ingredient information
Vinegar Apple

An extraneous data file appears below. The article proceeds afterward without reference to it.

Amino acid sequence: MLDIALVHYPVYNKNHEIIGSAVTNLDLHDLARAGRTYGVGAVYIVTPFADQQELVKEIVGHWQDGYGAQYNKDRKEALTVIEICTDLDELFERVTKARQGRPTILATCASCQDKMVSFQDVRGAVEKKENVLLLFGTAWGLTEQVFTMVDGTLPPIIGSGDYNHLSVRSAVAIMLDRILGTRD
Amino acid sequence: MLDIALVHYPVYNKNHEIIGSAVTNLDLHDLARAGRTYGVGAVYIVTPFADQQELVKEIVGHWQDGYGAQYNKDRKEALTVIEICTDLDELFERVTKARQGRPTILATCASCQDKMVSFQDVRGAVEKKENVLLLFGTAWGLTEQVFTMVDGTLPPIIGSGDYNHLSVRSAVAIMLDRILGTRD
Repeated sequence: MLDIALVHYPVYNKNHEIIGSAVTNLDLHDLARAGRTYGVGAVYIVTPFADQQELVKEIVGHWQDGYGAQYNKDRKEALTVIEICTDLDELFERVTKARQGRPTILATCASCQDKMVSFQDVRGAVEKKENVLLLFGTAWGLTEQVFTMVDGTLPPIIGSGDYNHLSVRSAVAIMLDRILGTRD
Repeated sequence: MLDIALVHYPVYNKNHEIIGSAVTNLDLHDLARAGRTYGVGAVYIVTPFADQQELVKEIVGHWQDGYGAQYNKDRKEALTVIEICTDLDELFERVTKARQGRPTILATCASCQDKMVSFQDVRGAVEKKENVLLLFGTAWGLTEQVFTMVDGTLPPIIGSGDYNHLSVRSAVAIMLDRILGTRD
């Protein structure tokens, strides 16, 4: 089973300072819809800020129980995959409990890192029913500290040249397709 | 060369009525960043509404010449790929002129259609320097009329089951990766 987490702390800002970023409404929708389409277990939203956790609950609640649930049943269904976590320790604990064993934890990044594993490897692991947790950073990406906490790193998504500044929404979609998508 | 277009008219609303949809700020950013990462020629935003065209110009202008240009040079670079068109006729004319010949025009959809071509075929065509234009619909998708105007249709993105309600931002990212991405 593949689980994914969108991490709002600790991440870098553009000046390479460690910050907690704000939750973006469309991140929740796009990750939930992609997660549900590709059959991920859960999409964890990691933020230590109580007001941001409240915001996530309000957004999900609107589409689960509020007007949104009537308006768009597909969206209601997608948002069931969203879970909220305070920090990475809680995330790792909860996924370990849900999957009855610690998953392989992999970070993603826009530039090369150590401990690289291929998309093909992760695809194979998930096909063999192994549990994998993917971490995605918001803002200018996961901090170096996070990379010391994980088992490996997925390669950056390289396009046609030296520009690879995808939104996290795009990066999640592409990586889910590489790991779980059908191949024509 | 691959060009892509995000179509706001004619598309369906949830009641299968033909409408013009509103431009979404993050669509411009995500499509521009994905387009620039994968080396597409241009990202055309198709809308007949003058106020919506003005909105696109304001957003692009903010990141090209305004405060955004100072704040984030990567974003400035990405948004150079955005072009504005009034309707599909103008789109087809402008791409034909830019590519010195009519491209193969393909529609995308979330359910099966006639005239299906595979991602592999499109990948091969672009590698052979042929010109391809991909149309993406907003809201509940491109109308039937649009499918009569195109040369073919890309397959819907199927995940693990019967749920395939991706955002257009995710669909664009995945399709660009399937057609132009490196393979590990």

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Apple cider vinegar, otherwise known simply as cider vinegar, is a type of vinegar made from cider or apple must and has a pale to medium amber color. It may be sold unfiltered and unpasteurized with the mother of vinegar present, as a natural product. It is very popular, partly due to beneficial health and beauty properties.[1] Due to its acidity, apple cider vinegar may be very harsh, even burning to the throat. If taken straight (as opposed to use in cooking), it can be diluted (e.g. with fruit juice, honey, or sugar) before drinking.[2] Some dilute it with warm water and add honey.[3] When taken as a supplement, there may be side effects such as irritability, nervousness, and palpitations; other side effects may occur, and theoretically it may interact with certain medicines.[4] Some users have had problems similar to those attributed to pharmaceutical drugs such as Fosamax. There has been one report of a woman who received acid chemical burns of the throat when using the pill form.[5] Apple cider vinegar is also an old folk remedy said to clear ailments such as gout, poor complexion and acne, arthritis, candida, high cholesterol, warts, varicose veins, allergies, burns, and other ailments. However, there is currently little empirical research on the effectiveness in using apple cider vinegar to treat such ailments.[6] Mass of "mother" from an Orleans method vinegar tank. It is the cellulosic material the bacteria form on the surface, including dead bacterial matter.Apple cider vinegar is a condiment commonly used in cooking and is staple in any well-stocked kitchen. Unpasteurized or organic apple cider vinegar may have a cob web, congealed appearance. This is natural, formed during the acetification process. This substance is often called "mother of vinegar" which is actually detritus from the bacterial colony. Apple cider vinegar is made by crushing apples and squeezing out the liquid. Yeast are added to the liquid to start the alcoholic fermentation process, which turns the sugars into alcohol. In a second fermentation process, the alcohol is converted by acetic acid-forming bacteria (acetobacter) into vinegar. Acetic acid gives vinegar its sour taste.